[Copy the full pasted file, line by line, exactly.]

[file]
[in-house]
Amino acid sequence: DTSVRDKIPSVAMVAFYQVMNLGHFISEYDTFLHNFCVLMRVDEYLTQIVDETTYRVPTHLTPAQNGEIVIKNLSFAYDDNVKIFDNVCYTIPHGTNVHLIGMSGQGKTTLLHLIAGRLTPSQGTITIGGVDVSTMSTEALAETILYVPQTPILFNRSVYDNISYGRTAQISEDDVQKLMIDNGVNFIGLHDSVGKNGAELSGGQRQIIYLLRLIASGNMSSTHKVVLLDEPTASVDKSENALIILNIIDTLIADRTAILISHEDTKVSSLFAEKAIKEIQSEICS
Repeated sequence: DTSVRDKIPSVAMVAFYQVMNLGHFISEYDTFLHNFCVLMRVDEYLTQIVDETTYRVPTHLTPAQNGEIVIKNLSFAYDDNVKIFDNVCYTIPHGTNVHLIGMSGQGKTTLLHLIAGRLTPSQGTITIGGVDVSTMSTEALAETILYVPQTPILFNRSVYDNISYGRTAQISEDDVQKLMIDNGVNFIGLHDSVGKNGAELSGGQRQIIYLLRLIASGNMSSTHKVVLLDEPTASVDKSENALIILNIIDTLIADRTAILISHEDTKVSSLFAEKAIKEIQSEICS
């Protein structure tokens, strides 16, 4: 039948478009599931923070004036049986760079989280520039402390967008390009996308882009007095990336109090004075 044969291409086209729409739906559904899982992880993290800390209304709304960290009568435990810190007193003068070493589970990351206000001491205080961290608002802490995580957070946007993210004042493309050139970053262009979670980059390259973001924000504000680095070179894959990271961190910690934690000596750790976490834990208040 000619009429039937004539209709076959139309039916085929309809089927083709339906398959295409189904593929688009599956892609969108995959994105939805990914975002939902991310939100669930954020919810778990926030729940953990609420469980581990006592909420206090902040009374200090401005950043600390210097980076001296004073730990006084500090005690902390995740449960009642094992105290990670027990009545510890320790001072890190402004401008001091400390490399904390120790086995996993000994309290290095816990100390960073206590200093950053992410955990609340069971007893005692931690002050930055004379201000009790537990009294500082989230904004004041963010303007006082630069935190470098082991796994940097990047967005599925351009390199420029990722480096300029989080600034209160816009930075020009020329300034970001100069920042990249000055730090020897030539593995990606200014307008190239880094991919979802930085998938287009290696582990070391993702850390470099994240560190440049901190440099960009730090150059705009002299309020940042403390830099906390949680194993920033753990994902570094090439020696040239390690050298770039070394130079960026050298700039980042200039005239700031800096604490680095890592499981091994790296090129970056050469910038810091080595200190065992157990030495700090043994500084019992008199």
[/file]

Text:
[in-house]
Amino acid sequence: DTSVRDKIPSVAMVAFYQVMNLGHFISEYDTFLHNFCVLMRVDEYLTQIVDETTYRVPTHLTPAQNGEIVIKNLSFAYDDNVKIFDNVCYTIPHGTNVHLIGMSGQGKTTLLHLIAGRLTPSQGTITIGGVDVSTMSTEALAETILYVPQTPILFNRSVYDNISYGRTAQISEDDVQKLMIDNGVNFIGLHDSVGKNGAELSGGQRQIIYLLRLIASGNMSSTHKVVLLDEPTASVDKSENALIILNIIDTLIADRTAILISHEDTKVSSLFAEKAIKEIQSEICS
Repeated sequence: DTSVRDKIPSVAMVAFYQVMNLGHFISEYDTFLHNFCVLMRVDEYLTQIVDETTYRVPTHLTPAQNGEIVIKNLSFAYDDNVKIFDNVCYTIPHGTNVHLIGMSGQGKTTLLHLIAGRLTPSQGTITIGGVDVSTMSTEALAETILYVPQTPILFNRSVYDNISYGRTAQISEDDVQKLMIDNGVNFIGLHDSVGKNGAELSGGQRQIIYLLRLIASGNMSSTHKVVLLDEPTASVDKSENALIILNIIDTLIADRTAILISHEDTKVSSLFAEKAIKEIQSEICS
């Protein structure tokens, strides 16, 4: 039948478009599931923070004036049986760079989280520039402390967008390009996308882009007095990336109090004075 044969291409086209729409739906559904899982992880993290800390209304709304960290009568435990810190007193003068070493589970990351206000001491205080961290608002802490995580957070946007993210004042493309050139970053262009979670980059390259973001924000504000680095070179894959990271961190910690934690000596750790976490834990208040 000619009429039937004539209709076959139309039916085929309809089927083709339906398959295409189904593929688009599956892609969108995959994105939805990914975002939902991310939100669930954020919810778990926030729940953990609420469980581990006592909420206090902040009374200090401005950043600390210097980076001296004073730990006084500090005690902390995740449960009642094992105290990670027990009545510890320790001072890190402004401008001091400390490399904390120790086995996993000994309290290095816990100390960073206590200093950053992410955990609340069971007893005692931690002050930055004379201000009790537990009294500082989230904004004041963010303007006082630069935190470098082991796994940097990047967005599925351009390199420029990722480096300029989080600034209160816009930075020009020329300034970001100069920042990249000055730090020897030539593995990606200014307008190239880094991919979802930085998938287009290696582990070391993702850390470099994240560190440049901190440099960009730090150059705009002299309020940042403390830099906390949680194993920033753990994902570094090439020696040239390690050298770039070394130079960026050298700039980042200039005239700031800096604490680095890592499981091994790296090129970056050469910038810091080595200190065992157990030495700090043994500084019992008199």